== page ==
There is much research to support the idea that an anti-inflammatory diet can go a long way in fighting the symptoms of arthritis. Arthritis comes in hundreds of forms, with osteoarthritis, and inflammatory arthritis such as rheumatoid arthritis and ankylosing spondylitis the most common.
Inflammation has the biggest knock on effect on quality of life, with chronic pain and mobility causing the most destruction to people’s daily routine. Whilst there is no specific diet or recommendation from professional bodies around what can help, there is research to support at least trying the following 6.
The key with fibre is what’s called the C-reactive protein (CRP). This is an inflammatory marker that is well known to be lower in people with high fibre diets. Additional benefits mean this inflammatory marker also can reduce the risk of heart disease and diabetes by helping you to lose weight. There is also a suggestion that high fibre foods such as fruit and vegetables encourage beneficial bacteria living in the gut, which in turn promote lower inflammation.
Nuts have high quantities of polyunsaturated and monounsaturated fats providing a source of protein and antioxidant vitamins and minerals, important for reducing the risk of heart disease common in people with arthritis. Some nuts and seeds also contain alpha linoleic acid (ALA), a type of anti-inflammatory omega-3 fatty acid. Nuts to focus your attention on include Walnuts, Peanuts, Almonds, and Pistachios.
Most of us are already well versed in the benefits of fish and are probably sick of hearing about it. Those omega-3 fatty acids are not to be underestimated and have become somewhat of a golden egg in most people’s weekly routine. Salmon, tuna, sardines and anchovies are the big winners in this swim off.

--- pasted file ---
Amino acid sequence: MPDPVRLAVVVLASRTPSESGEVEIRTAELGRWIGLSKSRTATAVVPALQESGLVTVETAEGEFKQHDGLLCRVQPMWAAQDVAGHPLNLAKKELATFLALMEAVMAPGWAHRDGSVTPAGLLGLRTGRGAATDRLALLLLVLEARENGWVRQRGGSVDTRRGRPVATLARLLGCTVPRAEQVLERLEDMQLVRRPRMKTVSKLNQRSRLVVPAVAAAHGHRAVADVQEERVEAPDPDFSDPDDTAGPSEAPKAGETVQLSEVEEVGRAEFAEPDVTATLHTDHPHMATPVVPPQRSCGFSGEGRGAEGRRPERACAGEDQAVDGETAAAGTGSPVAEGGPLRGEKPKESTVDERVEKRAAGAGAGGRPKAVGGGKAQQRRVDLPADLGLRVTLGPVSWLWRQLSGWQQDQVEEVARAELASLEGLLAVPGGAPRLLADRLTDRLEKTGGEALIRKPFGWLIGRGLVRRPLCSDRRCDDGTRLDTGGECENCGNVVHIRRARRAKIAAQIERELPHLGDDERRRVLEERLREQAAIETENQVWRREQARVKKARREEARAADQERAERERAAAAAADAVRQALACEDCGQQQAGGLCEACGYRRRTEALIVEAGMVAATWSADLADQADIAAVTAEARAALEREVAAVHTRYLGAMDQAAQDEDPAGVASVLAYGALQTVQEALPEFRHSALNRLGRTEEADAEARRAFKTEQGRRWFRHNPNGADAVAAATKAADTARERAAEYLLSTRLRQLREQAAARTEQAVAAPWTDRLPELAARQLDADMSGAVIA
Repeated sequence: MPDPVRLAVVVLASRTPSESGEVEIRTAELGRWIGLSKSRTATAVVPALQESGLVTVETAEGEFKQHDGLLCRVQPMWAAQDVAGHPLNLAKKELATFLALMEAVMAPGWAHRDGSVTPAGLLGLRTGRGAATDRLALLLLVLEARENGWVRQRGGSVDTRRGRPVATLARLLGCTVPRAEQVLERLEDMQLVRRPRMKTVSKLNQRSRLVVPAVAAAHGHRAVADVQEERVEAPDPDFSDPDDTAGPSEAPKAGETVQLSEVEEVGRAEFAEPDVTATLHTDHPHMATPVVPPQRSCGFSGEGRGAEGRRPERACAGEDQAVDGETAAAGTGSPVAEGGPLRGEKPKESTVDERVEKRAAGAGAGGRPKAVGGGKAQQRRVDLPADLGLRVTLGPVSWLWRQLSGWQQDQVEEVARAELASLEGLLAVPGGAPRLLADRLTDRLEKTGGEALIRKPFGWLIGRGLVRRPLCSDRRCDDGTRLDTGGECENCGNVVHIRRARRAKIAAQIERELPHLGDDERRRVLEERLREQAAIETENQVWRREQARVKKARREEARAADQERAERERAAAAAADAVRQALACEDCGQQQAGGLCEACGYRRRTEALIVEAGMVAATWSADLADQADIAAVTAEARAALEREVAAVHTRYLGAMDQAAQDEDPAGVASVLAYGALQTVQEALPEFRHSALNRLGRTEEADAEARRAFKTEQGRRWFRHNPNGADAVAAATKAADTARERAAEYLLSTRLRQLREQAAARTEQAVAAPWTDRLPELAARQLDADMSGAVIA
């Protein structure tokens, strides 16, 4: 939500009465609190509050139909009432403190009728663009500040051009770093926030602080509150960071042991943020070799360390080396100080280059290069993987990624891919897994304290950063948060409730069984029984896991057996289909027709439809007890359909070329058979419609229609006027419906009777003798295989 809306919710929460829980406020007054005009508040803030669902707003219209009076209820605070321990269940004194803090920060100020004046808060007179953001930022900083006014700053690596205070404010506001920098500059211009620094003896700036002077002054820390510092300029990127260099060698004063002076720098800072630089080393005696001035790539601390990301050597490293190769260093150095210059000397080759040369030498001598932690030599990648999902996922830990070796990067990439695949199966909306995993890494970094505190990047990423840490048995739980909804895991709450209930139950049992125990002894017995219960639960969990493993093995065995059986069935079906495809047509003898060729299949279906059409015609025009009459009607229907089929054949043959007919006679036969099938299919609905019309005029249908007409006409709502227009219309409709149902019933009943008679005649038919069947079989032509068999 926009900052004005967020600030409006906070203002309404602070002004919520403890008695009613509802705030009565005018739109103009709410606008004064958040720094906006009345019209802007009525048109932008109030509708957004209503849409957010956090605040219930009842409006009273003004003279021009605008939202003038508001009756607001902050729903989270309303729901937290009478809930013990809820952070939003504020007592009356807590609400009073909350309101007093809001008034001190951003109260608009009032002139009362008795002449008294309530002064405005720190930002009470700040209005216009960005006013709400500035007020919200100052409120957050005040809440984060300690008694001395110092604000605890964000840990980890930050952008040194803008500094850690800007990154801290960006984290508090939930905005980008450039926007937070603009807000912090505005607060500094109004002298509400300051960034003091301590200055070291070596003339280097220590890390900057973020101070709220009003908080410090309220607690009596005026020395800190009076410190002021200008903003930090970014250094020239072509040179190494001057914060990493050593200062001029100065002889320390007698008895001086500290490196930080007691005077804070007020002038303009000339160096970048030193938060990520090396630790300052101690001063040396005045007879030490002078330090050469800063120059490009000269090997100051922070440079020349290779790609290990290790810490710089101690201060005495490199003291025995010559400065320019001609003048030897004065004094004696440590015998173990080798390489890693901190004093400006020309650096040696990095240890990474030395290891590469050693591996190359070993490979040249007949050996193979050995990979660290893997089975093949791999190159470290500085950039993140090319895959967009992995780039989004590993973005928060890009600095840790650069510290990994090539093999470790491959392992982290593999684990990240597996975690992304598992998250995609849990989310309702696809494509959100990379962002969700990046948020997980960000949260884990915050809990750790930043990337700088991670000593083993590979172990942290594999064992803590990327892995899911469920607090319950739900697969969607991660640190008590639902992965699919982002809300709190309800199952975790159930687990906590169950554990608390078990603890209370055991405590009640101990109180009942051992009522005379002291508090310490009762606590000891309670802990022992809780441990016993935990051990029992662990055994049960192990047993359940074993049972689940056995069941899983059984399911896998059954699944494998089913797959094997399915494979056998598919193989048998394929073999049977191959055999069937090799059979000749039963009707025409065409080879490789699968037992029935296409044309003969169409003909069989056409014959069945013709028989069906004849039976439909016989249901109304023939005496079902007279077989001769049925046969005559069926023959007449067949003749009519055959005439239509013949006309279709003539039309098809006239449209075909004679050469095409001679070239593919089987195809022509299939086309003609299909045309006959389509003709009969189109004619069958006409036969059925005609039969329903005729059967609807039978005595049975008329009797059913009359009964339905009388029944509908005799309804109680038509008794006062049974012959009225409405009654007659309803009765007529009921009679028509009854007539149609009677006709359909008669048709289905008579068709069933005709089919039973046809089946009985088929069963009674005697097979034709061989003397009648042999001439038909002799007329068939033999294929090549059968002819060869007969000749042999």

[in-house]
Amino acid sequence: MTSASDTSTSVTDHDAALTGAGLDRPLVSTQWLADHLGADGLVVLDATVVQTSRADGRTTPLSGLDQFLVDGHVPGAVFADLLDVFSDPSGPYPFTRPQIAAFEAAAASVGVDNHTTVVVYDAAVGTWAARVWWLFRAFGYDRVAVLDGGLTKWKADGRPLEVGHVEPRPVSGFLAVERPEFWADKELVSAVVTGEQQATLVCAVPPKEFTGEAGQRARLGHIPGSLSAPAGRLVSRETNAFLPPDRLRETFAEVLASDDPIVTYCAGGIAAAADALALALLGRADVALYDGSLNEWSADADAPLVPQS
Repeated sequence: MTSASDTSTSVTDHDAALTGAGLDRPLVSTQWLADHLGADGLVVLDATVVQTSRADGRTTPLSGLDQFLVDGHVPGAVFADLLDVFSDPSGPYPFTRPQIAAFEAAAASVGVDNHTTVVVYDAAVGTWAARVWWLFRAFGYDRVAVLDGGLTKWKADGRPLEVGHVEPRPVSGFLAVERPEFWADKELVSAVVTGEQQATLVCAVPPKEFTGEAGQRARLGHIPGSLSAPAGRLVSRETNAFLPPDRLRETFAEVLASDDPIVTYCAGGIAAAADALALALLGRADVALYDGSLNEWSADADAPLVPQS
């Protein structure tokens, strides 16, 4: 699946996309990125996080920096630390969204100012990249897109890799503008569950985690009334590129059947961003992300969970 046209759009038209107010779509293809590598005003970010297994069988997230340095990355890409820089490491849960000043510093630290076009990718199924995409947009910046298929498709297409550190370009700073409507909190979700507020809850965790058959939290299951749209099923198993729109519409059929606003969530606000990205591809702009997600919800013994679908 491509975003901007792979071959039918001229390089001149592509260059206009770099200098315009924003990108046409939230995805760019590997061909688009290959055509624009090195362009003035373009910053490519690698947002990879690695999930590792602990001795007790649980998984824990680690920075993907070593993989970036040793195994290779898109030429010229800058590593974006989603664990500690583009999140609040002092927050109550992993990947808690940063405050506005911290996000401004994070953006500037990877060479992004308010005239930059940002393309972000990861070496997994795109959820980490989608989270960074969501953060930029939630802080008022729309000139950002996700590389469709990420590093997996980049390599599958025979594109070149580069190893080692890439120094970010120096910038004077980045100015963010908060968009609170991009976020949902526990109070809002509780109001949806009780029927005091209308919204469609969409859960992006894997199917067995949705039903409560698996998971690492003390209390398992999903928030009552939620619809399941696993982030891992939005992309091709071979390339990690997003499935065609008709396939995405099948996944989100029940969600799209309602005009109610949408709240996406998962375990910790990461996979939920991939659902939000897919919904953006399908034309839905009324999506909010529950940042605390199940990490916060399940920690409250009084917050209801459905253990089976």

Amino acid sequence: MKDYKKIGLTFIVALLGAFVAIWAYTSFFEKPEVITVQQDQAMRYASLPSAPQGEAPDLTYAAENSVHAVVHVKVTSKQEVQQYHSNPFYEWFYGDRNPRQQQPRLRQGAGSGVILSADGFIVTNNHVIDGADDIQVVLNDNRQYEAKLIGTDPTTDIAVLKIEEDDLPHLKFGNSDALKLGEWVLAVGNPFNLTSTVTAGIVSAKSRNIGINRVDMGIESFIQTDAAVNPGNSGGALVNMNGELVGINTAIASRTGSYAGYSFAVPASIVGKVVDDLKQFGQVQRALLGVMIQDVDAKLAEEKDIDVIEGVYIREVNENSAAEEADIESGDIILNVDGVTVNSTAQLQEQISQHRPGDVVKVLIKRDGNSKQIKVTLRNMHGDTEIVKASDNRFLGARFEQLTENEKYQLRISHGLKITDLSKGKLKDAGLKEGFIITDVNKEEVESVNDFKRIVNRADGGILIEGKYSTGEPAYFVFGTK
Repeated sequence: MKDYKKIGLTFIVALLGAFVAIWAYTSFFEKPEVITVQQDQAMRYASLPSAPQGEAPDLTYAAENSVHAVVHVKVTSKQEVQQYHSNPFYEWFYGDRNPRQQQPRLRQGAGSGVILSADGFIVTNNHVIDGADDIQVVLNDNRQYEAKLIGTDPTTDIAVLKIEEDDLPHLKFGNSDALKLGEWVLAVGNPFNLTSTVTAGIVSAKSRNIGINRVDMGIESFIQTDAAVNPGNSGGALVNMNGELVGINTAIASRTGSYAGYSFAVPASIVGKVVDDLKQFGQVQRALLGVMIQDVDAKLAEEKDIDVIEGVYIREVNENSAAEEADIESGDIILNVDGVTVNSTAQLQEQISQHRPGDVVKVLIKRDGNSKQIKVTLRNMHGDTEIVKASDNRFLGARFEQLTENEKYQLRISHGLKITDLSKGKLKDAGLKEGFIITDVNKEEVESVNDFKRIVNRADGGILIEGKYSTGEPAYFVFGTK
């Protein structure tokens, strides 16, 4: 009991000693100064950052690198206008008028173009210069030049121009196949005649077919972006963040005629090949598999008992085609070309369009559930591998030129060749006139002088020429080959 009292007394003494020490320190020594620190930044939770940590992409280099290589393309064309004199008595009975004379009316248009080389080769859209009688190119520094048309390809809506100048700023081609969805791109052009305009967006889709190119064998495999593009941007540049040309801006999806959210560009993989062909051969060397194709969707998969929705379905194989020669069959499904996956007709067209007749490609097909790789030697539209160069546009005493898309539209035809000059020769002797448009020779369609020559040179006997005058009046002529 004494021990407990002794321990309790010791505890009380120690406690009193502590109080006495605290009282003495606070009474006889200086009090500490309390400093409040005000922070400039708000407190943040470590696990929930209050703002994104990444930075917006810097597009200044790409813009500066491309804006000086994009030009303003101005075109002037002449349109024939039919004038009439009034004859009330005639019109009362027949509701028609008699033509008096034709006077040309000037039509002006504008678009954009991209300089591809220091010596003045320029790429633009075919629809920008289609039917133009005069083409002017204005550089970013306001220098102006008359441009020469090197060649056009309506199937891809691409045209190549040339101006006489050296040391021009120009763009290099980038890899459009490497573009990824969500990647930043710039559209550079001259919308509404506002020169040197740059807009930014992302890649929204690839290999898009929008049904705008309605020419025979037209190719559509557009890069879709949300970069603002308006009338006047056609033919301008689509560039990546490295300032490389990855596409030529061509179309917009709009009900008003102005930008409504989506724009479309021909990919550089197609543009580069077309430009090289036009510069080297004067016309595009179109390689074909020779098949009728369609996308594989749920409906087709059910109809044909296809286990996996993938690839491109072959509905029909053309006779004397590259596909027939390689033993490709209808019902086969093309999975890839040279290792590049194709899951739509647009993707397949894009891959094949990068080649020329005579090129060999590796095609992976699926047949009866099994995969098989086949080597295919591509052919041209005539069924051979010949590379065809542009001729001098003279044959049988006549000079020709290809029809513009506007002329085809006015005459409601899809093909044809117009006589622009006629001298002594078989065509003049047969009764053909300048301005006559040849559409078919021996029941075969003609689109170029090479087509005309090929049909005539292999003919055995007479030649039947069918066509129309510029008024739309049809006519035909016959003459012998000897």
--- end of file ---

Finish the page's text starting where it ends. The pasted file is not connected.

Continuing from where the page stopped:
High concentrations of antioxidant rich minerals are a strong force in the fight against inflammation. The darker the fruit the better usually, with anything containing ‘erries’ in the word providing the right substance. Blackberries, Blueberries, Strawberries and Cherries can all do the trick, giving you the extra bonus of other great vitamins and minerals.
Olive Oil forms a no brainer in the everyday diet because it provides benefits that go way beyond just lowering inflammation. Heart disease, bone loss, and neurological diseases are all on the list of enemies that olive oil battles head on with great success. 3 1/2 Tbsp a day provide a safe dosage and can even replace the extensive use of NSAID’s in some cases. We recommend finding a good natural olive oil, and it’s sometimes worth paying a bit more. Fresh olive oil should leave a ticklish, peppery sensation in the back of your throat.
Not so well known in the list of anti-inflammatory food fighters, but beans can incorporate many of the benefits the above foods provide. High in omega 3, antioxidants, Alpha-Linolenic Acid and fibre, providing a rich balance. Beans can also form part of a gluten-free diet, where there is much debate around whether this can benefit autoimmune diseases.
We could have summed up the 6 best diets in one word, ‘Mediterranean’. Our Latin friends have no doubt got it right with so much research finding favourable results.
The studies behind all 6 of these anti-inflammatory foods are both solid and comprehensive. There are no guarantees that any of it will have a drastic effect on your arthritis, but it certainly won’t hurt to try. The key is to ensure a good healthy balance of the key ingredients, and not to expect quick results. Persistence pays in the long run, so stick with it and enjoy the benefits of feeling healthy.
If you’ve had success with diet changes and any of the above recommendations we’d love to hear from you. Reach out to our forum or let us know in the comments below!